Strategic analysis of the asset portfolio and its potential for sustained growth beyond the initial listing are of equal importance in evaluating the benefits of a REIT conversion. Within the pool of assets in a portfolio, the challenge is to identify which of those are REITable assets, including the current tax incentives the property is enjoying versus the tax incentives the REIT offers, as well as those assets that can provide steady streams of income and cash flow. In case a building is decided to be part of the REITable assets, the question of whether a Sponsor-owned land will be transferred as well or will be leased out to the REIT company is another important consideration given its impact on the future valuation, cash flow and calculated distributable income. These considerations will involve heavy modelling and optimization with various scenario analyses.

Analysis of cost structures is just as important. This is because while a REIT Company can operate within a lean infrastructure, standalone costs should be identified and considered in the overall return analysis. Identifying which are centralized costs previously incurred by the Sponsor and which are standalone costs once a REIT is set-up is critical to a REIT operating model. It would be useful to compare pre-REIT and post-REIT scenarios to benchmark the costs and better analyze the value creation potential of a REIT conversion.

Lease analyses are also cornerstones in the benefit analysis of a REIT conversion. A true analysis of the leases is required to ensure that lease agreements are reflected in the financial statements in accordance with the current reporting standards. A review of the lease terms, rates, renewal provisions and remaining economic life of the REIT assets will be critical to ensure that these satisfy not just the tax and accounting requirements but also the commercial implications. Appropriate valuation of the assets and leases is also necessary to validate the REIT status and transaction structuring.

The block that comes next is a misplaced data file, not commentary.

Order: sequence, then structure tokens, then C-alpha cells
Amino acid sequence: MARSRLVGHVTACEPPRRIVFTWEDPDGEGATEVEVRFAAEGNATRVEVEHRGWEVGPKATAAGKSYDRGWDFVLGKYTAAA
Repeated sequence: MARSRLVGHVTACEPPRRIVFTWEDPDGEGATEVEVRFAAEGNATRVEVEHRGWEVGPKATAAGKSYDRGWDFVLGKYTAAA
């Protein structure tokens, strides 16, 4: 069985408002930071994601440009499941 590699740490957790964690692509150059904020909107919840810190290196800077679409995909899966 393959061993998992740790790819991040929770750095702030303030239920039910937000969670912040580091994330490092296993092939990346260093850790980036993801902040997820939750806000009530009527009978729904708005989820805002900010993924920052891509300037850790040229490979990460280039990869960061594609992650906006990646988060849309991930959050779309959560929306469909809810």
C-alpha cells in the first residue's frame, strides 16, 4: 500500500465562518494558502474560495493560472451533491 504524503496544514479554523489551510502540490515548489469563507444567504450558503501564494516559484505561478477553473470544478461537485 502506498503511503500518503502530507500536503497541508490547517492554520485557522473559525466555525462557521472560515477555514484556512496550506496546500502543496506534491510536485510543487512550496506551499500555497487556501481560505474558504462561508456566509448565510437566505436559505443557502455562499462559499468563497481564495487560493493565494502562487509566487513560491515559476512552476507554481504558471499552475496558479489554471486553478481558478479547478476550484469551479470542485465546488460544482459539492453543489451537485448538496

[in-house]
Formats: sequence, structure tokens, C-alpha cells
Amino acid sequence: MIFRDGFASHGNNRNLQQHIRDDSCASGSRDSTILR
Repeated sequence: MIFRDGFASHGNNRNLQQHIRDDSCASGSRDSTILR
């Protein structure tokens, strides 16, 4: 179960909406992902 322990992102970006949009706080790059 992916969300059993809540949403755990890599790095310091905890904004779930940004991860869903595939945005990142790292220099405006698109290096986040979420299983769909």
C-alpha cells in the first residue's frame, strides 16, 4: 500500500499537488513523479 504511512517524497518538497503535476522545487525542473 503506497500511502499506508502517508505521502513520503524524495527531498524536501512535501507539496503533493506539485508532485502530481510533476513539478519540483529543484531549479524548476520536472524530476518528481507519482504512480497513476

It also goes without saying that, with all the above considerations, the resulting accounting impact must be carefully evaluated to ensure that the correctness of application of the accounting standards and the anticipated outcome in the financial statements is as it should be. The appropriate accounting method for recognition and measurement of the asset transfers, leases, fair value measurement, and revenues for both the Sponsor and the REITCo must be properly applied.

This may be a daunting task for some organizations contemplating a REIT listing. Setting up a framework in the form of a “gating” mechanism to guide the organization will be useful to aid in the analysis of whether to continue with the listing journey or defer to the future when a more opportune time is best for the organization. A simple framework can start with the evaluation of alternatives and selection of a REIT strategy where the organization can conduct a feasibility and readiness assessment, prior to deciding whether to go ahead or not. After which, it can develop a plan to implement the selected REIT strategy and then execute the REIT conversion.

Embarking on and getting your REIT conversion journey on the right track can be challenging, but ultimately, rewarding. However, as with all things, timing will be different for each organization and it will greatly depend on the readiness of the organization, and ideally, the right market conditions.

This article is for general information only and is not a substitute for professional advice where the facts and circumstances warrant. The views and opinions expressed above are those of the authors and do not necessarily represent the views of SGV & Co.

Marie Stephanie C. Tan-Hamed And Veronica A. Santos are a Strategy and Transactions Partner and a Tax Principal, respectively, of SGV & Co.